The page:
A compelling novel of self-discovery and the search for meaning from the author of "The Painted Veil"
The Great War changed everything and everyone, and Larry Darrell is no exception. Though his physical wounds from the war heal, his spirit is changed almost beyond recognition. He leaves his betrothed, the beautiful and devoted Isabel; studies philosophy and religion in Paris; lives as a monk, and witnesses the exotic hardships of Spanish life. All of life that he can find from an Indian Ashrama to labor in a coal mine becomes Larry's spiritual experiment as he spurns the comfort and privilege of the Roaring 20s.
This novel is part of Brilliance Audio's extensive Classic Collection, bringing you timeless masterpieces that you and your family are sure to love.
About the Author
William Somerset Maugham was an English author, playwright, and doctor best known for the semi-autobiographical novel Of Human Bondage. Orphaned at a young age, Maugham was raised, unhappily, by his uncle, who urged him into a medical career despite his talent and interest in writing. Maugham gave up his career in medicine after his first novel, Liza of Lambeth, sold out its initial printing in several weeks, and next ventured into playwriting with Lady Frederick, which was such a success that by the following year Maugham had four plays running simultaneously. Maugham worked for the British Secret Service during the First World War, travelling all over the world before making his home in the south of France after Second World War and using his experiences as inspiration for new stories. Before his death in 1965, Maugham published many more successful novels including The Letter and The Razor's Edge, both of which were adapted into feature films. Maugham has been remembered as one of the most influential and successful writers of his era, and is believed to have been the highest paid author of the 1930s.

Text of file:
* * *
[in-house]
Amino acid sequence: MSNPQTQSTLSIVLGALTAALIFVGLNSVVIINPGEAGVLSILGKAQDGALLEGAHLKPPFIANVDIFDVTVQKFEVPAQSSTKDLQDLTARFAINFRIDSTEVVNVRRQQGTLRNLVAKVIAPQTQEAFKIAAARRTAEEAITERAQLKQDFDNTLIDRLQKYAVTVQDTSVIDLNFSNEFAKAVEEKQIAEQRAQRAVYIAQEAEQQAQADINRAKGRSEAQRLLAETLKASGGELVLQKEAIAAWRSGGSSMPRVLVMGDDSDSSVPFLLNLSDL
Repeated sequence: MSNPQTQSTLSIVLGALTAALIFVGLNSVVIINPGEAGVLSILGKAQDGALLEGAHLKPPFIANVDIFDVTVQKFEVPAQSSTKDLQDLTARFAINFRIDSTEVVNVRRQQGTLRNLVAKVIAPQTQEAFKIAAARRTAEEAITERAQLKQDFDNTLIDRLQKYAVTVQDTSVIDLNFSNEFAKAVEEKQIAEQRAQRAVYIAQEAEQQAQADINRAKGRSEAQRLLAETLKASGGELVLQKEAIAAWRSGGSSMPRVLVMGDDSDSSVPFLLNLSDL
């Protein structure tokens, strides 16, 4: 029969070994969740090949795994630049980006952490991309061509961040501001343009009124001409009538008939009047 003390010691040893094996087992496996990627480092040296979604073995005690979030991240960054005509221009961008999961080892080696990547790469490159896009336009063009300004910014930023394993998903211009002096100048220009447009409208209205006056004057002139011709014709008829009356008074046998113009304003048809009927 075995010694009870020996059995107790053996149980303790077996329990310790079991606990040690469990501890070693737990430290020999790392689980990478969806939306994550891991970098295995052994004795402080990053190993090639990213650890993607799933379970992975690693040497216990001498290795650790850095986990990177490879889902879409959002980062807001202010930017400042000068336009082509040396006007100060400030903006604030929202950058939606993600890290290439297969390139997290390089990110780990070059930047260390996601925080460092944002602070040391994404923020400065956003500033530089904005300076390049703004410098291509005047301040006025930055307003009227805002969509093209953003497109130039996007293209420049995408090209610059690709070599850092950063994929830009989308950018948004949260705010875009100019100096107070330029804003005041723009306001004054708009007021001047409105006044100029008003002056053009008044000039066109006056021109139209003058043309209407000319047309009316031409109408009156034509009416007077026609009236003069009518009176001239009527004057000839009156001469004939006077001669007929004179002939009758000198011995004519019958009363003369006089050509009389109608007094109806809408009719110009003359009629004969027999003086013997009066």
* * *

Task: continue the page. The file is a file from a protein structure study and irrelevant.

Michael Page has been recording audiobooks since 1984 and has over two hundred titles to his credit. He has won several "AudioFile" Earphones Awards, including for "The War That Killed Achilles" by Caroline Alexander and "The Lies of Locke Lamora" by Scott Lynch.